Just a quick thank you
Usually the subject of these blog posts is me either […]
Usually the subject of these blog posts is me either talking about the struggles and wonders of being a dad—or the amazing things my little boy does. This week, however, I want to talk about my partner.
Unfortunately, to do so, I first need to talk about me (again).
Being a parent (as we all know) is tough. There are changes to our sleep patterns, our eating patterns and our social life, which was once about late nights, hangovers and getting dressed up—but now is more about cake with a minion or some character from Frozen on it, balloons and mid-party nappy changes all in a shirt that may or may not have been washed prior to leaving the house (and, yes, of course it has sick on it). Being a parent changes our outlook on what is important. We all grow up a little more when our babies arrive despite (personally) not feeling grown up enough to be a dad!
I mean, my dad’s a dad, and he’s old!
If anyone tells you it isn’t tough, they either know something I don’t, or they are lying.
But for me—and if I was bold enough to guess, most dads—the changes stop there.
I still get up, and I go to work with the same people, in the same clothes I wore before I became a dad. When I’m out and about I still look the same, move the same, and in a lot of ways think the same. I’m still the same guy I was before Ben, but now I love a little more, worry a little more and stay at home a little more. If I’m not with my little man people do not necessarily know I am a parent.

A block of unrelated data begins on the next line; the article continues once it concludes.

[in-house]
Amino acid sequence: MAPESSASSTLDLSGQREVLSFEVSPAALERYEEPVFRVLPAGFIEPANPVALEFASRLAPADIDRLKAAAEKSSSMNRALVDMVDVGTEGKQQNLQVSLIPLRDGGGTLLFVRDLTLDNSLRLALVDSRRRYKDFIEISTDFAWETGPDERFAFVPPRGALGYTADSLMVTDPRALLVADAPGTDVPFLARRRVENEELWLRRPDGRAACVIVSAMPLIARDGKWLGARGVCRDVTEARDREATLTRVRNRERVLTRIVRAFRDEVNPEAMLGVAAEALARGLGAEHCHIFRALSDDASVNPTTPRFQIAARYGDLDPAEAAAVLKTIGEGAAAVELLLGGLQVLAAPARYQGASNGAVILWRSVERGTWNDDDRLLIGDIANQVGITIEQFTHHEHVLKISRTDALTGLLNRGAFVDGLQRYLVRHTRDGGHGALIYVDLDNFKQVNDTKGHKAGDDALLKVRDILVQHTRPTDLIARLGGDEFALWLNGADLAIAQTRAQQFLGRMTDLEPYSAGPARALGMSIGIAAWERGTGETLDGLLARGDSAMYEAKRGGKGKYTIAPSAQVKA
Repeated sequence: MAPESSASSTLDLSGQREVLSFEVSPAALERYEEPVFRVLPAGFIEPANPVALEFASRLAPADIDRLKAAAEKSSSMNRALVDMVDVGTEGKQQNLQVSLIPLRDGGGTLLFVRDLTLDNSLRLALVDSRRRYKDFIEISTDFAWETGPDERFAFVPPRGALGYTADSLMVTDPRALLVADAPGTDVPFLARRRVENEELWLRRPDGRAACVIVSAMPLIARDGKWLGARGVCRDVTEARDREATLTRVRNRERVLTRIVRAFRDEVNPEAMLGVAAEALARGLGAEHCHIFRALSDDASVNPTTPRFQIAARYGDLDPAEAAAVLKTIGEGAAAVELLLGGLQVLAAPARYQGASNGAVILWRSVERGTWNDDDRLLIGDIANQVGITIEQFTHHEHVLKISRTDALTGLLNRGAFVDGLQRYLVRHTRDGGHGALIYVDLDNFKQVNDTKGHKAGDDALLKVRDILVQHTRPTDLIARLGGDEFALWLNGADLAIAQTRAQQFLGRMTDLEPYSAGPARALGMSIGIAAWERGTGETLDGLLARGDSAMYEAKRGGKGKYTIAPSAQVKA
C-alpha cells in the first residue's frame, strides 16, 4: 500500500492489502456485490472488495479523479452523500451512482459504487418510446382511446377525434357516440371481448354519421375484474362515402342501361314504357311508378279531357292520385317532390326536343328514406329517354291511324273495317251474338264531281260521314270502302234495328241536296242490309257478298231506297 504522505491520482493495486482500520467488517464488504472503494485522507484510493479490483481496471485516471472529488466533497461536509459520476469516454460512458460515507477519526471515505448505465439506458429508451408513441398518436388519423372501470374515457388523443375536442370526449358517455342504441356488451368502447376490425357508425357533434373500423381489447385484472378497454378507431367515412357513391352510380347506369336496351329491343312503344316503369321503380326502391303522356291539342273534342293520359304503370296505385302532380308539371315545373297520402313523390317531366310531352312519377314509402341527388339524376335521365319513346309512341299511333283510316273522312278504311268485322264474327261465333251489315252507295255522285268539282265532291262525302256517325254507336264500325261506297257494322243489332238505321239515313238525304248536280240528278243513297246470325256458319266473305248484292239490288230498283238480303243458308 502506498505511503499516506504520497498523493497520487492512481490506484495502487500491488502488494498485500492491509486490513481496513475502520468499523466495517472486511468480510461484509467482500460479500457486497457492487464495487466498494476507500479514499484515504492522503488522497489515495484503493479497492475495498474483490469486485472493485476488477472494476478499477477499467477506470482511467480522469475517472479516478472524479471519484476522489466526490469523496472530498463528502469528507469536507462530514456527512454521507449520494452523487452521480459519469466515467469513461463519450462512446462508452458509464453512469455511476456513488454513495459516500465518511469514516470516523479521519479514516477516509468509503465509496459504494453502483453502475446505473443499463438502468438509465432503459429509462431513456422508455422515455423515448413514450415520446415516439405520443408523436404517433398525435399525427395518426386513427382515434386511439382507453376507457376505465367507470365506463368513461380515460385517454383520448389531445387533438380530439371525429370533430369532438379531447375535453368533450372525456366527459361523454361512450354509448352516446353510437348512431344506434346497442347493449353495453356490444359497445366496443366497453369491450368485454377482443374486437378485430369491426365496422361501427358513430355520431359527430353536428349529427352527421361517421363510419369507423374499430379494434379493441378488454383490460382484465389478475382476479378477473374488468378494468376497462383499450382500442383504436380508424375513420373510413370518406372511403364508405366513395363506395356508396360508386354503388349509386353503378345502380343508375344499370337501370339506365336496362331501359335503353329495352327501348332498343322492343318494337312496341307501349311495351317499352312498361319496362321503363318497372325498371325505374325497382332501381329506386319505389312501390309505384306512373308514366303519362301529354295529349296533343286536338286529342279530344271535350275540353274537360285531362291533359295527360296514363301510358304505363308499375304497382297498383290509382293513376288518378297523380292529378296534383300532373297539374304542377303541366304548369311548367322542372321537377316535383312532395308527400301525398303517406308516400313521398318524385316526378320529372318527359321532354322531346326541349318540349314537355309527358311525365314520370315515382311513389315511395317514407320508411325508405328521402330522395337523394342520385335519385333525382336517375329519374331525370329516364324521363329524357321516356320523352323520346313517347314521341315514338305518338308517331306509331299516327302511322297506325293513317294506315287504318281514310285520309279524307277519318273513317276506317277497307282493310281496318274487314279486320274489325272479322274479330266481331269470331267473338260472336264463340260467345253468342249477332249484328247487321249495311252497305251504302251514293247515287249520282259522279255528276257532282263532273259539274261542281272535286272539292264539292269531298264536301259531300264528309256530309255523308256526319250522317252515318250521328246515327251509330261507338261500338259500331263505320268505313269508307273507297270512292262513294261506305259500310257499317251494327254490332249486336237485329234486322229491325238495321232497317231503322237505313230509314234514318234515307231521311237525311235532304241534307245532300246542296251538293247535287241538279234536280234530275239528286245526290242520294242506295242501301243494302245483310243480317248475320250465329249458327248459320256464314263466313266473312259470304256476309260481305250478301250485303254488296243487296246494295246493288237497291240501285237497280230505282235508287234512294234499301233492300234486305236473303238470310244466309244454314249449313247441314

For my partner, however, it hasn’t been the same.
She had to deal with the massive body changes that come with pregnancy, the emergency C-section that had a long healing time and has left a scar. She breastfeeds, so her body has become a fridge for our boy to feast from—and as advised she feeds on demand, any time of the night or day. She has had to put her career on hold to raise our little boy, which is isolating and lonely and sometimes boring. She’s had to replace and re-replace her wardrobe as the past year her body has been through a metamorphosis more spectacular than a caterpillar’s to a butterfly. She tends to our baby’s every need because I’m at work a lot of the time. But the most amazing thing about it all is that she does it without ever complaining or wishing it could be different.
I was thinking about these facts last night. Sometimes I feel like I don’t know my little one as much as she does because of needing to work. I’ve talked about this several times now, but what I’ve failed to mention is that my little boy is a very happy boy. Some of that will be because his mummy and daddy are happy people, and this behavior of joy is what he is learning from us. But a lot of his happiness is because—despite all of the trials and tribulations, pains, surgery, healing and tiredness my partner has felt over the past six or seven months—she has done nothing but put him first. So when I get home from a 12-hour day, and he flashes me a smile that makes my 12-hour day worthwhile—it’s because for those 12 hours that life has been normal for me, my partner has ensured he wants for nothing and feels safe, loved and cherished.
His happiness is due to the amazing work my partner does day in and day out, without any breaks or applause.
So this week I just want to say thank you to her: Thank you for your energy and love for both me and our beautiful little boy; without you he would not be so incredible.